When renowned film director Péter Gárdos wrote the story, he intended it as a film script, but eventually he made it into a novel. “Fever at Dawn,” the love story of two Holocaust survivors―the author’s parents―has ever since sold in more than 20 territories.
Péter Farkas has made a significant step towards something that we lack. He has found a perspective from which decomposition, decay or even fatigued desires can be described without giving the impression of voyeurism.
He was very honest with himself in his autobiography, he was balancing
between fiction and reality in the book written for his grandchildren,
and he made fiction out of facts in his historical novels. - An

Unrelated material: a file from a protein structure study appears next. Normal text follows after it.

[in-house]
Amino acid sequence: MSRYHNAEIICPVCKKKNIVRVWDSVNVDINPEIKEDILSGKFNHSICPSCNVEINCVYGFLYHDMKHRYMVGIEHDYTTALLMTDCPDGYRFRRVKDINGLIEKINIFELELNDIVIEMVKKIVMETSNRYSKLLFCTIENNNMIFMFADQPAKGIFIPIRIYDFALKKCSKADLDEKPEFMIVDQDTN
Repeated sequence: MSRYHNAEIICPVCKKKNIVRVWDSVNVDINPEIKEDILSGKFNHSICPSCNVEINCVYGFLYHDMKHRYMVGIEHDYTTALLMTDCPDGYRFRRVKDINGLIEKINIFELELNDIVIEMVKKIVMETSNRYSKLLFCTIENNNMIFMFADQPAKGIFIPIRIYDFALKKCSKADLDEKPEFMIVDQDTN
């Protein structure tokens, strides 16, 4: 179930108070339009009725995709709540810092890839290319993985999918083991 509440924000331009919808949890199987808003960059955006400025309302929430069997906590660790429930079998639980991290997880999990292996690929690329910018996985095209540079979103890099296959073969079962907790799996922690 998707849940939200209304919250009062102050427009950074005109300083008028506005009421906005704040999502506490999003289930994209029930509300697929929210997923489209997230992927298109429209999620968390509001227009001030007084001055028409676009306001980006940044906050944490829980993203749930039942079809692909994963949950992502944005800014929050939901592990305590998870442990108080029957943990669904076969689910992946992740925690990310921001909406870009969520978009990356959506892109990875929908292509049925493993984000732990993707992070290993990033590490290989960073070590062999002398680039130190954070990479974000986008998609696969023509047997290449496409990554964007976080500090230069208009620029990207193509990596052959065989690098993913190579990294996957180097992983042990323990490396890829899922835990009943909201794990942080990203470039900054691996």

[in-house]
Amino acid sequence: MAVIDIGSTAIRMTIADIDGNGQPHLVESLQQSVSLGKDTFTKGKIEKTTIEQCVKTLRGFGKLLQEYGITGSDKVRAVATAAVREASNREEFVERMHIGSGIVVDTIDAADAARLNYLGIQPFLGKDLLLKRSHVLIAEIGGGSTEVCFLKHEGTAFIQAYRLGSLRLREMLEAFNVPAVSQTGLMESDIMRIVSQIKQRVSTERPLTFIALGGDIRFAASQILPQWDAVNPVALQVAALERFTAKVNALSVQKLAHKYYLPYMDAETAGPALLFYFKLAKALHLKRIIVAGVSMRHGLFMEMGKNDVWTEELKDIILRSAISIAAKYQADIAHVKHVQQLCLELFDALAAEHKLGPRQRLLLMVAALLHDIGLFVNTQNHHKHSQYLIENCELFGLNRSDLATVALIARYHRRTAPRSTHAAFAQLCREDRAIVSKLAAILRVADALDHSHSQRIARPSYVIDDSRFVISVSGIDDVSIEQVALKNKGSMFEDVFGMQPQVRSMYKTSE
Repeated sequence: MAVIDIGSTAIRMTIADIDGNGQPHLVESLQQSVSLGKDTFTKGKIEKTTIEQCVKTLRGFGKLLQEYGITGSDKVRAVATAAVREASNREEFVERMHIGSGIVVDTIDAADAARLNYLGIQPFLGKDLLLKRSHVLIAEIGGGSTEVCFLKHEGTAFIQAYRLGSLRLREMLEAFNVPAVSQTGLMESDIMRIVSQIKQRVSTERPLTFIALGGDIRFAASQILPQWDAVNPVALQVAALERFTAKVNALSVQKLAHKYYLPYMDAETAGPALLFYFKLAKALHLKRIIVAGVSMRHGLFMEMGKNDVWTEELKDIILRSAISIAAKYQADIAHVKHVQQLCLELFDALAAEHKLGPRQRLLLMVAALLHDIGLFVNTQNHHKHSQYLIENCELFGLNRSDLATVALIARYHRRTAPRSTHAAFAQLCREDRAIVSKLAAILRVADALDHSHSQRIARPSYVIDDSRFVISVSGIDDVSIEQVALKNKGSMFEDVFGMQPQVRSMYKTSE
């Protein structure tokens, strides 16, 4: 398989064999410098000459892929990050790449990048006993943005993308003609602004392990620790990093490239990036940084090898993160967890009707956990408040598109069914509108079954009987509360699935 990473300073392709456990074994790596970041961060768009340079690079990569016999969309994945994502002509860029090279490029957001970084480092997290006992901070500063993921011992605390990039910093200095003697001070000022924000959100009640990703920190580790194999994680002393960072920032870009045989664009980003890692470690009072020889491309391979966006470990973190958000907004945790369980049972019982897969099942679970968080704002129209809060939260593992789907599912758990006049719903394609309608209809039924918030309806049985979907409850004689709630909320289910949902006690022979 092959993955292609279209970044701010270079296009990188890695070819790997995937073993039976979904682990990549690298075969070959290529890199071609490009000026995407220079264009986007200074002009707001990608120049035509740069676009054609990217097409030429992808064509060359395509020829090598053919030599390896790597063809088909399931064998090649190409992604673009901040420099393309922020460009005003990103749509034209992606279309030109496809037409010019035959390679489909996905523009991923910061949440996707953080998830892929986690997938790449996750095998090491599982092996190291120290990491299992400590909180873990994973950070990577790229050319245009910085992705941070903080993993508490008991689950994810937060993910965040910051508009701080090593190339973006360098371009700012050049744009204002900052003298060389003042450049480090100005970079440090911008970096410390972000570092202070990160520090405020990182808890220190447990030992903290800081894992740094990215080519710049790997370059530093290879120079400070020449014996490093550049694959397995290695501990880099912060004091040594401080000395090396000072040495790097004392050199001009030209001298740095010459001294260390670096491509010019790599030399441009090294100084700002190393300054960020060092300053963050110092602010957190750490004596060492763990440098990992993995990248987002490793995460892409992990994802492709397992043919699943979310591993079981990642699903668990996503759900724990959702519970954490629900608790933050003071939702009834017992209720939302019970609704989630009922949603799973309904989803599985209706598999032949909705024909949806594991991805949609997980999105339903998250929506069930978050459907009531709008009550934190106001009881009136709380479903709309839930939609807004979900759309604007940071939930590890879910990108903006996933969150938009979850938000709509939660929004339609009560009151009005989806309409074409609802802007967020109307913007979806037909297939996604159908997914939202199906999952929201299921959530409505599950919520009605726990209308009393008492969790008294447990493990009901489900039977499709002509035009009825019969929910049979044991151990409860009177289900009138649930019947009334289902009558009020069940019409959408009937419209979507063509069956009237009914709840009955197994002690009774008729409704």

interview with Per Olov Enquist in Budapest.
We put together a small selection of Yuletide texts with which we'd like to wish all our readers a very Merry Christmas and Happy Holiday season. Starting us off is a poem by Zsuzsa Takács translated from the Hungarian by Erika Mihálycsa.
In circles where the knowledge and repetition of certain Jewish jokes and the strict tabooing of others means a ritual reinforcing of community, irrespective of the participants’ identity, you can in effect tell any kind of Gypsy jokes without the risk of scandalizing anyone.